Someone pointed out to me that we mariners are indeed a lucky lot that we are able and get to see enchanting sights, vistas and panoramas even the most frequent air travellers will never get to see in their lifetimes. I didnt quite catch his drift until he explained that some scenes can only be viewed at sea level where only mariners are privileged to enjoy.
As a first year cadet on board a ship at sea, I remember clearly the first time we sailed into busy New York harbour in mid winter en route to the port of Newark, New Jersey. Passing Staten Island and the Statue of Liberty ( of "give me your tired, your poor, your huddled masses yearning to breathe free"), the sight of all those tall and majestic skyscrapers in Manhattan against a backdrop of clear icy blue sky, is something I will never forget, ever.
On my maiden voyage to Hong Kong, for instance, first impressions on making port at dusk with ships anchored and moored to buoys in the harbour; brightly lit men-o-war dressed to the nines; ferries, junks and bum boats bobbing in ships' wakes and planes landing and taking off from the old Kai Tak Airport are still firmly etched in my mind after all these years.
For me especially, and I am sure for many Malaysian seamen, Muka Head on the northwestern cape of Penang Island bring special memories. The sight of the old lighthouse flashing in the distance against the dull glow of sunrise is pure magic. It never failed to bring a tear in my eye, the same way I suppose that the white cliffs of Dover will produce a lump in the throat of many an English Jack Tar, especially after many months at sea. Or on entering Tokyo Bay, the view of snow capped Mount Fuji gleaming in the distance even to the most travelled Japanese seaman.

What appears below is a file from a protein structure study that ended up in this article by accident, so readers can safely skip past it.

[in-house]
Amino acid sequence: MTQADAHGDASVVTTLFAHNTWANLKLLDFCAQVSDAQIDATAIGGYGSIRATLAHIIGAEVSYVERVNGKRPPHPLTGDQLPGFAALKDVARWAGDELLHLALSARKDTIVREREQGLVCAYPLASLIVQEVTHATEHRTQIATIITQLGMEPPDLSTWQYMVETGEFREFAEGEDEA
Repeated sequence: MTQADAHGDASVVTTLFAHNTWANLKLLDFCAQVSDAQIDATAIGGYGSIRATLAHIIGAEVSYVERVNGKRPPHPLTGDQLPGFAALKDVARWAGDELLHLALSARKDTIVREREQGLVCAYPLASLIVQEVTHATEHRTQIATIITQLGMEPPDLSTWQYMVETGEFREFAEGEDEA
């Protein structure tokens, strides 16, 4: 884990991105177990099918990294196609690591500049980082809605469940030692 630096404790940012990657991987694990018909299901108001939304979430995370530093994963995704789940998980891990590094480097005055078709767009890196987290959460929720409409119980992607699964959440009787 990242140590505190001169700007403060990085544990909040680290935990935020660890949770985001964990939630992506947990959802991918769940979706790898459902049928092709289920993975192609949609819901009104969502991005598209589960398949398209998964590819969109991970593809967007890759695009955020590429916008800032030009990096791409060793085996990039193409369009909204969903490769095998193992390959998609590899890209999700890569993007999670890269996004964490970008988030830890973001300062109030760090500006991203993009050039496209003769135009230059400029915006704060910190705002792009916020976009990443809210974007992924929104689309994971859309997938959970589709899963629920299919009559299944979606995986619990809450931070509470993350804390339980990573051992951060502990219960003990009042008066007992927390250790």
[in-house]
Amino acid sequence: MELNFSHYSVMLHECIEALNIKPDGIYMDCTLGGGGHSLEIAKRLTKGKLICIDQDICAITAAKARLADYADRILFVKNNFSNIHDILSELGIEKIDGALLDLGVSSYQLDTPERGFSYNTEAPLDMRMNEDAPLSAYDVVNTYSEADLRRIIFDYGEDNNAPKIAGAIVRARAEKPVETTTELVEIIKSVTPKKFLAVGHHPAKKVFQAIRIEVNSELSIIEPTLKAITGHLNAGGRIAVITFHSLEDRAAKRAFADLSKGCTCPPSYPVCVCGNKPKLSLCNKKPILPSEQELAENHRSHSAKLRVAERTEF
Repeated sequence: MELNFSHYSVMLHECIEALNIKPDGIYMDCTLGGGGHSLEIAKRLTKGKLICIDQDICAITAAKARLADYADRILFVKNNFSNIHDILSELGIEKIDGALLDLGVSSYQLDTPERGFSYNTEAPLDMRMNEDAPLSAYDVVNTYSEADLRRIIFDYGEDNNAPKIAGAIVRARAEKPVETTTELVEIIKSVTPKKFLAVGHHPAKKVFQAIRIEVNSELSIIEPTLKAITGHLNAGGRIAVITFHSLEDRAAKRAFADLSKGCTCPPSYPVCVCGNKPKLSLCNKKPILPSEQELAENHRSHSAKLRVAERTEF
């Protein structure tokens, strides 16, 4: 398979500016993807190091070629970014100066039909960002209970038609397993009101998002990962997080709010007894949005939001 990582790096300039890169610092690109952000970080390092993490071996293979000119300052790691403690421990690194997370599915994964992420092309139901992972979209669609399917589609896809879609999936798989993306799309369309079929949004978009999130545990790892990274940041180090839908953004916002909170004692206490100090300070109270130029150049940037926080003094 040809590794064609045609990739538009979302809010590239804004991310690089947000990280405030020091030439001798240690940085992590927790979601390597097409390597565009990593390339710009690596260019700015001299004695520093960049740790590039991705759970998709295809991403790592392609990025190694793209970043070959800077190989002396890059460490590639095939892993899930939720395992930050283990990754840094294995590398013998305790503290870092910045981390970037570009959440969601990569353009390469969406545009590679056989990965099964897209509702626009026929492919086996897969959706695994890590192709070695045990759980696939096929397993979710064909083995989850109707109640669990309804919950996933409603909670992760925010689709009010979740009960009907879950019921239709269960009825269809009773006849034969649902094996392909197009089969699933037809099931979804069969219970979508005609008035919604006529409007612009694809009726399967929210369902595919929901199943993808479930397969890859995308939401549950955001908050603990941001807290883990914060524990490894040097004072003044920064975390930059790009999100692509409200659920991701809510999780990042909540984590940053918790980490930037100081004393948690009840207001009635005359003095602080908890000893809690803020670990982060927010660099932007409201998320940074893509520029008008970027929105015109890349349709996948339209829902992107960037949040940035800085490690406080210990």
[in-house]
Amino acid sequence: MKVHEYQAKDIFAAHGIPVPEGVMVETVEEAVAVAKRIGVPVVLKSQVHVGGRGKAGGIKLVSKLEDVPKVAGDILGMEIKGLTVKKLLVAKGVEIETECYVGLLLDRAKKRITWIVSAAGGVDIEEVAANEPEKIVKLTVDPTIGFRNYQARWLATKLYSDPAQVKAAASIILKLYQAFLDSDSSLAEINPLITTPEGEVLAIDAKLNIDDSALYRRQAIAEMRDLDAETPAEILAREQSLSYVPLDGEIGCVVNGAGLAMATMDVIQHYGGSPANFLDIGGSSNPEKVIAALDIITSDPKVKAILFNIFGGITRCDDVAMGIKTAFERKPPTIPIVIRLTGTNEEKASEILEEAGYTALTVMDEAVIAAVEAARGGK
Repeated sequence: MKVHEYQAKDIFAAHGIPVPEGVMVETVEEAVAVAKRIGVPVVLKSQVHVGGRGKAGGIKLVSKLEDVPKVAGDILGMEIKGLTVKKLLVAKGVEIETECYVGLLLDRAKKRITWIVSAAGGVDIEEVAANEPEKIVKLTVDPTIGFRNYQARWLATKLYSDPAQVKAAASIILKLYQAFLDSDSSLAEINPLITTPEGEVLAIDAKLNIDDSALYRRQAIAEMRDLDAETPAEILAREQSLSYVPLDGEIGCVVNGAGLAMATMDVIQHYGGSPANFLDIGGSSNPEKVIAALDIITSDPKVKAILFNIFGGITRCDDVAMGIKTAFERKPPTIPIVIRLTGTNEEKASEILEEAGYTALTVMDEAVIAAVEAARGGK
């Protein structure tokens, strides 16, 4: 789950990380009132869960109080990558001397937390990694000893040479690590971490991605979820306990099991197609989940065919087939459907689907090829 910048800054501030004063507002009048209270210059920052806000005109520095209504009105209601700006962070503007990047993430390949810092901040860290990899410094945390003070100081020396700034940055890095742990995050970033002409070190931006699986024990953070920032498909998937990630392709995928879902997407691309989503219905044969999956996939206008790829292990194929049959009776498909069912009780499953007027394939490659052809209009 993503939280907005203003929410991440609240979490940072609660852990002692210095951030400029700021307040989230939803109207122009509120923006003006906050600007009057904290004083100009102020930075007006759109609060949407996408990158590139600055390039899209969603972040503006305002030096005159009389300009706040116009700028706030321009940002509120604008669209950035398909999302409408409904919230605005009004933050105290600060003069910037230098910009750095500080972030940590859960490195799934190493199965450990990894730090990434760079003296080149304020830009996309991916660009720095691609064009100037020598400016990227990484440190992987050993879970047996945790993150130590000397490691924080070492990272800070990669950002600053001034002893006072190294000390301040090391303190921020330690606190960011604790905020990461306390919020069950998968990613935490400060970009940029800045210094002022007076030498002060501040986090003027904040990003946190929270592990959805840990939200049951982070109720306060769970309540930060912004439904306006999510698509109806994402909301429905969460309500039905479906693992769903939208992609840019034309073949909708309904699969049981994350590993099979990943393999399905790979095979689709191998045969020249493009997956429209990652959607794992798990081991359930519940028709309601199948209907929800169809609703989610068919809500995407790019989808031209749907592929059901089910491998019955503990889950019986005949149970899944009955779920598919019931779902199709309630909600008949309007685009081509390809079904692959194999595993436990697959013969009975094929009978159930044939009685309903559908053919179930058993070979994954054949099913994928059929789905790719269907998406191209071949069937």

Indeed, Muka Head for many of us simply means 'home'- the promise of nasi kandar breakfasts, a visit to the barber for a much needed hair cut, and phone calls to loved ones from the Mariners' Club in Light Street ...
Oh ! dream of joy ! is this indeed
The light-house top I see ?
Is this the hill ? is this the kirk ?
Is this mine own countree ?
- Samuel Taylor Coleridge
Home is the sailor, home from the sea:
Her far-borne canvas furled
The ship pours shining on the quay
the plunder of the world.
- A.E. Housman
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